David Redshaw says the existence of a fee-paying sector keeps this country in the educational and social dark ages, Jane Moorhouse suggests all children have the right to a decent education, and Dr Ambrose Smith points out the reality of funding cuts
The headmaster of Colfe’s School says he would welcome a debate about the role of independent schools within our education system (Letters, 18 June). The debate is simple. As long as rightwing governments continue to close state school playing fields, cut the education budget to below first-world standards and generally make life difficult for state schools, they will flounder. By contrast, the well-funded private schools will provide even more state-of-the-art facilities and more middle-class parents will bankrupt themselves in order to get their children into these institutions.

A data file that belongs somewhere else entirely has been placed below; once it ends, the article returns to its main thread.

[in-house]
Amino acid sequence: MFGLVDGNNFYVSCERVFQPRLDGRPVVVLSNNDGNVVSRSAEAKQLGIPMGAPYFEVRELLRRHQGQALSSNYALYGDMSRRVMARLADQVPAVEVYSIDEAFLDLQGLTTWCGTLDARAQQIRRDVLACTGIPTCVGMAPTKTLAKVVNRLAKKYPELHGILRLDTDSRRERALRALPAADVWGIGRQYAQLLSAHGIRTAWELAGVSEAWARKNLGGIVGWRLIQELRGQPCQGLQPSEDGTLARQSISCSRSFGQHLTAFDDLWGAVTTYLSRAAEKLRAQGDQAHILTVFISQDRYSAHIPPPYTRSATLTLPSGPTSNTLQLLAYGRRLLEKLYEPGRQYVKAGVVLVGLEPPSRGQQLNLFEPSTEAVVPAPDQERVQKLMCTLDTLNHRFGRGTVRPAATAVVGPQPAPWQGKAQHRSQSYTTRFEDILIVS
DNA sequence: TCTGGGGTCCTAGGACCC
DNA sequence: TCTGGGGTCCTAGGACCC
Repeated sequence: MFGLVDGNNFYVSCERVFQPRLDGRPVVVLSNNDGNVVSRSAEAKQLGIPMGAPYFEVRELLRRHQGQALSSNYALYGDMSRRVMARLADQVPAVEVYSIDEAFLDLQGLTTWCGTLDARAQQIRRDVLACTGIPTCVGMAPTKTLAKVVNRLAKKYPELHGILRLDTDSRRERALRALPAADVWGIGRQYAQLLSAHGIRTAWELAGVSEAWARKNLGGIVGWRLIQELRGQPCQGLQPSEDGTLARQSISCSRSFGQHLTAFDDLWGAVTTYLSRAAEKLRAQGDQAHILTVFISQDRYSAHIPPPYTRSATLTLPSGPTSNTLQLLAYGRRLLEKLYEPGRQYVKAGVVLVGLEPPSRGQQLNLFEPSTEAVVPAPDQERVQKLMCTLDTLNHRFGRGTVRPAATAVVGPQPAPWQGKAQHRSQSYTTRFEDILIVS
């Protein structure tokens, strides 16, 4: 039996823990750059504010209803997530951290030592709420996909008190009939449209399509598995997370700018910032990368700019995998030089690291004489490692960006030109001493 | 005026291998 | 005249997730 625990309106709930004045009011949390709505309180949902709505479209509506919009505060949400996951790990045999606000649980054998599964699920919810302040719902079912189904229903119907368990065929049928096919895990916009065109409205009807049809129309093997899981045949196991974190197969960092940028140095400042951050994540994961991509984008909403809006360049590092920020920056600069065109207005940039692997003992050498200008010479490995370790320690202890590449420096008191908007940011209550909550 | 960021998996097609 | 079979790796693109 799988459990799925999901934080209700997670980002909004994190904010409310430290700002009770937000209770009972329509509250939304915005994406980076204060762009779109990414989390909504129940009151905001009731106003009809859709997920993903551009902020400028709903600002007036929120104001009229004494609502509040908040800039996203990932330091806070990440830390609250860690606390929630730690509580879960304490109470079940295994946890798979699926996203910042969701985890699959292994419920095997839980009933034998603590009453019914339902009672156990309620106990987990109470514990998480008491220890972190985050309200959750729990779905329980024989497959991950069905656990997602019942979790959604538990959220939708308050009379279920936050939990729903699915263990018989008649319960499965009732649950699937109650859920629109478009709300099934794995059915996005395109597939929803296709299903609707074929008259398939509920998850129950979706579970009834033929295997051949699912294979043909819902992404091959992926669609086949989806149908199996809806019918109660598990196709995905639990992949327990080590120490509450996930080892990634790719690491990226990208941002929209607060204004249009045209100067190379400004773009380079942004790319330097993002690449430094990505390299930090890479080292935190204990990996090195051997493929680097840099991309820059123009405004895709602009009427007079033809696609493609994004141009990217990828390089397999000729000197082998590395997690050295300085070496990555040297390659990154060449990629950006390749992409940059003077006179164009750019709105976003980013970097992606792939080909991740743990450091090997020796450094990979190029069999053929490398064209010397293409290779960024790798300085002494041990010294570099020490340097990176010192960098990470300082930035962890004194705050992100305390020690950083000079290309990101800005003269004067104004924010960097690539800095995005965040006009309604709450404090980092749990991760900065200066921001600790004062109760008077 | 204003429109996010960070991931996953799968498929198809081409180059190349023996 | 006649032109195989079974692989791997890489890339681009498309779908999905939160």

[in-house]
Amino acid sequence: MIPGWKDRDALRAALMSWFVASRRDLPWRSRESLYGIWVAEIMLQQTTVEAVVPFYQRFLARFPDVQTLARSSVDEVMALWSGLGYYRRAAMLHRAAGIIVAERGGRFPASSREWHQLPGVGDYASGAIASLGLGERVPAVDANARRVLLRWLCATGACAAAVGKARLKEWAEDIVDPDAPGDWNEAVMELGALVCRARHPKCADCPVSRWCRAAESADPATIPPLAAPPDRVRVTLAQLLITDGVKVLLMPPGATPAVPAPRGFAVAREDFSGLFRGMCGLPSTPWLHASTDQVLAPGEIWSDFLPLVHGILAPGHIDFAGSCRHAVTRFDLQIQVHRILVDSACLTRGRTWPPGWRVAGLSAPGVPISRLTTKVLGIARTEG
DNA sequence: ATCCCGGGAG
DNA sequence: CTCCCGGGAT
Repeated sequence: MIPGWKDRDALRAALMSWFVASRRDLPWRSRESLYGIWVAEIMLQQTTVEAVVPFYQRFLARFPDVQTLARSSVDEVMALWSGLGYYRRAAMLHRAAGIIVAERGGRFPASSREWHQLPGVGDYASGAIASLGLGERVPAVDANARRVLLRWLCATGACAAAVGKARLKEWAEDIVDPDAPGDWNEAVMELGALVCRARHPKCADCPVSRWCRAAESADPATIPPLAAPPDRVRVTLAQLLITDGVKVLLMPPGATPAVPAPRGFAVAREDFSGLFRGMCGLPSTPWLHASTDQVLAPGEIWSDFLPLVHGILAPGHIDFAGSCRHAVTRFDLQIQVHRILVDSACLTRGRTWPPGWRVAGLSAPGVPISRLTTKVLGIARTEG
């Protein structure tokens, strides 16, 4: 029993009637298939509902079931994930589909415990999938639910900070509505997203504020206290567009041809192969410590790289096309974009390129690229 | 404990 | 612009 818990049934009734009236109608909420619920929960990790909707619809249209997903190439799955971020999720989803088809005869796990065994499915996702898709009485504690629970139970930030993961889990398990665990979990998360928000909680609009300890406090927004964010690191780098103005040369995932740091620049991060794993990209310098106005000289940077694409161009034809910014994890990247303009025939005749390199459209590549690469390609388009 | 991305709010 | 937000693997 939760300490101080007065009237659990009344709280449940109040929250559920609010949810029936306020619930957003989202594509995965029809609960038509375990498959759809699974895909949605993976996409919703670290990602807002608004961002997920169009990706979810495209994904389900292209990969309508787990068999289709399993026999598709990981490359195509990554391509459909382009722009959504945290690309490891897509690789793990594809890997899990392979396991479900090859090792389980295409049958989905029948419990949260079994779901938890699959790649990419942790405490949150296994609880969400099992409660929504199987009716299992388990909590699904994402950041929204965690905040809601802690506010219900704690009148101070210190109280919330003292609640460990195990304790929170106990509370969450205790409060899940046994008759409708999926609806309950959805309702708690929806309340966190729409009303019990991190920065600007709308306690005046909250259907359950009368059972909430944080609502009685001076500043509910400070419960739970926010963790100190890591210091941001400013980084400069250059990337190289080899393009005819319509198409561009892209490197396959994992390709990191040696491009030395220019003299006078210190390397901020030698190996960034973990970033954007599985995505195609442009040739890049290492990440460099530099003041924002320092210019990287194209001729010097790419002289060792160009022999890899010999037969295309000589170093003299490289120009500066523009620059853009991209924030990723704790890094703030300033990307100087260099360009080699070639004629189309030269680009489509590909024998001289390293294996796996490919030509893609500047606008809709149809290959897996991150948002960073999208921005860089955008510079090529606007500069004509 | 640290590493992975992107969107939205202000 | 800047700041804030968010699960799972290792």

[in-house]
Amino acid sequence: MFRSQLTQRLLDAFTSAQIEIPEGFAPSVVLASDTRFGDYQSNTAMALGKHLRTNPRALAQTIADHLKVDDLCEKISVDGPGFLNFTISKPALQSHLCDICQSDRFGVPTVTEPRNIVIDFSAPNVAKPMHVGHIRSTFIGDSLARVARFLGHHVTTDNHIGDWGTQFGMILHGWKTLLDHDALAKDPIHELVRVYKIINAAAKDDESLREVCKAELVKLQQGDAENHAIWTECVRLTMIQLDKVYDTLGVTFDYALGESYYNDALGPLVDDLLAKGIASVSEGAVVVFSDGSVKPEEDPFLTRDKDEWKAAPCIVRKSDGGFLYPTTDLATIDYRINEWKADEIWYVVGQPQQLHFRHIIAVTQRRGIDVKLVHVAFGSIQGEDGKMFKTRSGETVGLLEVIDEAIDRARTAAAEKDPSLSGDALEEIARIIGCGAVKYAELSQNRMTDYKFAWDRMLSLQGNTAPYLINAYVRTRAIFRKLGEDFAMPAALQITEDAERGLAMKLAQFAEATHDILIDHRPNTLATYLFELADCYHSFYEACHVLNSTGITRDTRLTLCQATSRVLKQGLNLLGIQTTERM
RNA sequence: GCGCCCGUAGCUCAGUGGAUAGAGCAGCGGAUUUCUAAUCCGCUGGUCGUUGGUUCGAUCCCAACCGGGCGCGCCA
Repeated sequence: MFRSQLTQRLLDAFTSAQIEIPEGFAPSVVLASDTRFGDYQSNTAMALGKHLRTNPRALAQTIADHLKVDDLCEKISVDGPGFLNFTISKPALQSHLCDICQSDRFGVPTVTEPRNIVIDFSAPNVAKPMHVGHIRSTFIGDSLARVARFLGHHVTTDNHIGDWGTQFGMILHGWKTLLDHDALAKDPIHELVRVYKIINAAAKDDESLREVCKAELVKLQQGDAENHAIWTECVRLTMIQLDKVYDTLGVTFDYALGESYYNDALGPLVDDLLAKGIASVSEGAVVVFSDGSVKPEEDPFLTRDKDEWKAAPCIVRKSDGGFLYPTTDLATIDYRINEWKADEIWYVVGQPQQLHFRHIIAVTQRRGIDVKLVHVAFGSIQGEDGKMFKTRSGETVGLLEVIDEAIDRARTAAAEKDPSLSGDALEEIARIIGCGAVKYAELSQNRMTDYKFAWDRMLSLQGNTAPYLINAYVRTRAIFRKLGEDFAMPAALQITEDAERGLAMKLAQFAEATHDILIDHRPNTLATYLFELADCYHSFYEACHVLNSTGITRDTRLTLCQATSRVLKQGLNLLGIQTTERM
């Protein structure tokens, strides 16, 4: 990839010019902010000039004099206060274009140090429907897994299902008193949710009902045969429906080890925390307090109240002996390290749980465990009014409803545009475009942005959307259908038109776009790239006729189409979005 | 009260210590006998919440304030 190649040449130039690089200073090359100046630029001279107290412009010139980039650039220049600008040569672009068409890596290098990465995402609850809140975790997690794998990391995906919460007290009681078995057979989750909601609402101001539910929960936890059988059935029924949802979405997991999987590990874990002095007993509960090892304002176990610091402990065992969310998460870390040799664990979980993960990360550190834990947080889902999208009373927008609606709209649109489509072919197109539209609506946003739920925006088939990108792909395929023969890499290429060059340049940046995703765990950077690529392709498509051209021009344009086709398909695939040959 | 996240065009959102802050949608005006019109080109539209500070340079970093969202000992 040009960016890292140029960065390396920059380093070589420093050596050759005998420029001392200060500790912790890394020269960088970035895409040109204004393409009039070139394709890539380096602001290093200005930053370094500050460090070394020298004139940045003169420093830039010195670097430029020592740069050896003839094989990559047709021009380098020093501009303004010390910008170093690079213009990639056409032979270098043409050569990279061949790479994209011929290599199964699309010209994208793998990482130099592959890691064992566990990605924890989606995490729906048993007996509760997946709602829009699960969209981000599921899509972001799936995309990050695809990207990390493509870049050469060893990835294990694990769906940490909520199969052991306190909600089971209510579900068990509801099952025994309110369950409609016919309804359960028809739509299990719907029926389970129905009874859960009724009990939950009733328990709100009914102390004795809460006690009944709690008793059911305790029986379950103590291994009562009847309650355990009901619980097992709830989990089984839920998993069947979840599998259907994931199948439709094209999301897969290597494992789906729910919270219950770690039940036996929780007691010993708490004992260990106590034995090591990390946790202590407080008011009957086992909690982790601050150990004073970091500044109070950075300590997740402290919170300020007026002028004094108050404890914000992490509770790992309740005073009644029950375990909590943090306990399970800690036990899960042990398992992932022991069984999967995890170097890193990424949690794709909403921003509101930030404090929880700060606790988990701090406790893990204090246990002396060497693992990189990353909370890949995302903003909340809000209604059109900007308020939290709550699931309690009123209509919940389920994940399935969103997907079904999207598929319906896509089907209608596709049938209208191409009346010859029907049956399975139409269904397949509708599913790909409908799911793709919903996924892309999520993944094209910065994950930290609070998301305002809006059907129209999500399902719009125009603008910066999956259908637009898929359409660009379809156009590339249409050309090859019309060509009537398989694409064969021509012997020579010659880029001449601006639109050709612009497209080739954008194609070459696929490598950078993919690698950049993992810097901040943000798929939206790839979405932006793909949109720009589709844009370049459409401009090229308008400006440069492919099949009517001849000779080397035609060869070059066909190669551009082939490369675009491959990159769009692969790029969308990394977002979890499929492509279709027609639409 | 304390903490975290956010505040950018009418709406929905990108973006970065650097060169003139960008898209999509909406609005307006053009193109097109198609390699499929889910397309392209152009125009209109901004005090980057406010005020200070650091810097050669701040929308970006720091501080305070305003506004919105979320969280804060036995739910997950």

The pleas from the Independent Schools Council about bursaries and assisted places are just tokenism. The continued existence of a private fee-paying sector is a big part of what keeps this country in the educational and social dark ages. It’s 70 years since Churchill and RA Butler failed to grasp this particular nettle. The only good thing that might be said about Brexit is that it may finally force us to confront these systemic problems in our national life – but at what cost.